LP and POSTER giveaway details at the end of the review
Jagjaguwarout September 22nd
When I became aware that the man behind Bon Iver was working on a more experimental project called Volcano Choir, I, like many other Justin Vernon worshipers, expected "Wolves (Acts III and IV)". What I should have paid more attention to is that Volcano Choir is not merely Justin Vernon's new pseudonym, and this overlooked fact made listening to Unmap a more exciting and surprising experience than I had anticipated. As wonderful as the Bon Iver moniker is, the thrill of teamwork between Vernon and Wisconsin's Collections of Colonies of Bees practically emanating from the album makes listening to Unmap an original, engaging, and altogether different experience than For Emma, Forever Ago.
I believe that above all other reasons for the endless re-playability of Bon Iver's debut, it is his voice that keeps bringing you back. Call it a broken-down Tunde Adebimpe, a more versatile Will Oldham, or just some sad guy all alone in a cabin. However you would like to describe it, it is a striking feature. For the first thirty-three seconds of album opener, "Husks and Shells," the hero of so many fractured youths and broken-hearted twenty-somethings is nowhere to be found, and you might convince yourself that you accidentally put on The Books. Before you can move to change the song, however, that voice appears and though what it is saying may be indecipherable, merely hearing it allows you to remember just who it is you are listening to. For thirty-three seconds you are forced into hearing Volcano Choir as a separate entity from Bon Iver. This is exactly what Volcano Choir are aiming for.
Instead of merely keeping us listeners entertained following "Husks and Shells," Volcano Choir challenge us further with "Seeplymouth," a minimalist piece that could be said to resemble the work of Steve Reich if it was filtered through a Sufjan Stevens Christmas album; yet just as it was for "Husks and Shells" one track earlier, it is when Vernon's voice appears that "Seeplymouth" gains its grounding. When it does, it proves to be one of the most powerful songs on the album. A seamless blend into the next track gives us Unmap's first (and likely only) single, "Island, IS." It is rare that I find the lead-off single to be the strongest track on an album, but "Island, IS," is likely Unmap's most successful song, not just because it is the catchiest or most interesting, but because it is the moment where you best forget all about Bon Iver and Collections of Colonies of Bees. You hear and know Volcano Choir.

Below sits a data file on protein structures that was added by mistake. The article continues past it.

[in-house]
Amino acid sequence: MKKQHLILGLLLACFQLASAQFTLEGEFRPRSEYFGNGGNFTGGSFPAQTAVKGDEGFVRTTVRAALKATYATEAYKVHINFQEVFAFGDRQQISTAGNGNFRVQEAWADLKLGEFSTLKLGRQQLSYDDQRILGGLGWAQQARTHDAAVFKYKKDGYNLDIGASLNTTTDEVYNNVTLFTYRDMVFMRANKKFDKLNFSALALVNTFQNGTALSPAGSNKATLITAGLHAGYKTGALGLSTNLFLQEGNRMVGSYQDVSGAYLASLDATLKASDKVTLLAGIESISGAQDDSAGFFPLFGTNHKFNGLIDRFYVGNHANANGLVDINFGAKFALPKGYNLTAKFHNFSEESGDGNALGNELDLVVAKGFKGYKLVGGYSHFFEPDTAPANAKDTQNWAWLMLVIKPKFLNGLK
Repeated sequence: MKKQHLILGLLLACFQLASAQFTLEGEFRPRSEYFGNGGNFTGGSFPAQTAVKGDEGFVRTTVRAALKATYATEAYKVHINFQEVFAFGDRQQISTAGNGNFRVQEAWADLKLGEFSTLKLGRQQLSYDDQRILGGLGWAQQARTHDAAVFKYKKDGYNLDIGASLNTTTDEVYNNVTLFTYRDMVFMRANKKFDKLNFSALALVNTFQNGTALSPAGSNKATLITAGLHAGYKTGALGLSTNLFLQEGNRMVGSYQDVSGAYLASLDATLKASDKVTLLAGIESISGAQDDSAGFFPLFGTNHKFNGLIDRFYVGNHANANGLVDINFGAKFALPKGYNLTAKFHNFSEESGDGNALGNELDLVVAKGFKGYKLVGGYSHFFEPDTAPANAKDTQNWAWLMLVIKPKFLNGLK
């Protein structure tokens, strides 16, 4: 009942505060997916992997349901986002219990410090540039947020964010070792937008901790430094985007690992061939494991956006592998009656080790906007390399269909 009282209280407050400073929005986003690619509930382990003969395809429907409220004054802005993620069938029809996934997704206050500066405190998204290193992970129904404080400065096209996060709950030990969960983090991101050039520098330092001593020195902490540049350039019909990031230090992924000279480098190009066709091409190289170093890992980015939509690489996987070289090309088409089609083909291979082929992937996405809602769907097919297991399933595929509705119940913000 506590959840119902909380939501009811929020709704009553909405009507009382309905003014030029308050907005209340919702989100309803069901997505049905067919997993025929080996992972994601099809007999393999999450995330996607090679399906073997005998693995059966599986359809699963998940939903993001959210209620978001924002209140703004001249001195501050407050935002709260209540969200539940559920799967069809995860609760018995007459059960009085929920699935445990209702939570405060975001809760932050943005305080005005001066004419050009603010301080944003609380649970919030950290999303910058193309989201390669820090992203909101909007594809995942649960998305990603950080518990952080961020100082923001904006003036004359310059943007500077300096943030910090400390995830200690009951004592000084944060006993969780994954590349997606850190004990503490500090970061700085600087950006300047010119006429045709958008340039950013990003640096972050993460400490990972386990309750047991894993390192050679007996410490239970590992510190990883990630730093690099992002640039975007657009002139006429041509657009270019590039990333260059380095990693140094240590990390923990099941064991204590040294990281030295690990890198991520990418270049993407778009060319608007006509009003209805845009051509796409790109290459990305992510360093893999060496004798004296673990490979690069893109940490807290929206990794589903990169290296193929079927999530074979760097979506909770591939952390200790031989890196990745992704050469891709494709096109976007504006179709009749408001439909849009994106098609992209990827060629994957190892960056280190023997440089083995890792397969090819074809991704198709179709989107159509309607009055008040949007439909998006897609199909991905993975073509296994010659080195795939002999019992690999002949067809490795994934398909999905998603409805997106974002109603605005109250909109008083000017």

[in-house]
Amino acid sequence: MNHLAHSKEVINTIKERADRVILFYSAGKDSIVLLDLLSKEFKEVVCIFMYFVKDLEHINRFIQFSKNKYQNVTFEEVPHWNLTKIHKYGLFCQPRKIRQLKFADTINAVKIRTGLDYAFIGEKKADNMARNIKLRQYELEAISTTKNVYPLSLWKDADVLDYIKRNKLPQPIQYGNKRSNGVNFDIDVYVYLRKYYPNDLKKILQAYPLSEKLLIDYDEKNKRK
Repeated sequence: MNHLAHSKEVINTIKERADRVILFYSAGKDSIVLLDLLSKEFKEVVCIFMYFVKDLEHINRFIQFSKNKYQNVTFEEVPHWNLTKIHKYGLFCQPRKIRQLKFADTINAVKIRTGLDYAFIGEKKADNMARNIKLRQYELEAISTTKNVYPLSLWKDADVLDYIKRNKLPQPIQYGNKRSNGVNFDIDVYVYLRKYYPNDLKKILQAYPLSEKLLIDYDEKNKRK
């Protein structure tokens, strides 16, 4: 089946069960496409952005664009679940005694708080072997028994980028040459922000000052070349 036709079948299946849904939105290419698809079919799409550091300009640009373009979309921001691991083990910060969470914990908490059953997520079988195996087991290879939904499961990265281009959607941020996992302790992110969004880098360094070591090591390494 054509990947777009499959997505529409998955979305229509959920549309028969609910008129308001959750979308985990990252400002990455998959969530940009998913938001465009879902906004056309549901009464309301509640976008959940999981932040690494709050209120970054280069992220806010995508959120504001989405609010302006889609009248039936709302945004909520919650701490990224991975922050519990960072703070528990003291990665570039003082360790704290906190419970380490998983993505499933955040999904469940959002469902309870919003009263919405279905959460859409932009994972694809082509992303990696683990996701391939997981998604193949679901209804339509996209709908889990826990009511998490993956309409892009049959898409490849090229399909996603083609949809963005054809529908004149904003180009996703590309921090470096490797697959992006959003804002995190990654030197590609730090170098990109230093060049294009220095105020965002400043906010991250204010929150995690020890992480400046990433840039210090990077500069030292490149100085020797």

As Unmap progresses, Volcano Choir dabble in ambiance ("Dote") and gives us a faux childhood sing-a-long ("And Gather") before they reach the album's weakest section. "Mbira In the Morass" features a pretty great title but rarely reveals itself as anything other than an exercise in musical masturbation. Though repeat listens allow it to carve out its place on the album, I can't help but feel that Unmap would have benefited so much more if they were only to scale the dissonance back just a bit. "Cool Knowledge" follows and is overflowing with ideas, but its 1:08 run-time doesn't allow it to reach its potential and it ends as nothing more than a wasted opportunity. These songs show how easy it is to misstep when you are self-indulgent and unfortunately, most of the songs on Unmap aren't quite at the level of justifying such over-confidence.
Volcano Choir make up for these earlier mistakes with the last two tracks of the album. The a cappella wonder "Woods," from Bon Iver's Blood Bank EP, is reworked as "Still," and what the group does with it is extraordinary. On "Woods," Vernon relied on his voice and songwriting ability alone, but with "Still," the whole band gets its chance to make the track shine. They succeed in making an already great song even better. I like to consider album closer "Youlogy," as my main case against "Mbira In the Morass." I pair these two because they are the most dissonant songs on the album, but whereas "Mbira" often feels pointless, "Youlogy," uses the possibility of power and beauty in dissonance to lead to depth and musical insight. The effect of juxtaposing the instruments in bright major with Vernon singing in desperate minor is so devastating, that when the tear-your-heart-apart harmonies from For Emma make their way into the song, heart palpitations may occur.
Though Unmap should be greeted as a success, tracks like "Mbira in Morass" and "Cool Knowledge" show just how much room Volcano Choir have to grow. Though the album is quite good, too few of its songs reach the triumphant heights of almost any track off of For Emma. Those songs all felt perfect and universal whereas some of these feel selective and unfinished. I have the utmost confidence that if Volcano Choir were to produce a follow-up album, it would have the potential to fulfill all of the promise that Unmap shows and though I would greet such an album with much enthusiasm, at this juncture I would still rather hear an official follow-up to For Emma, Forever Ago.
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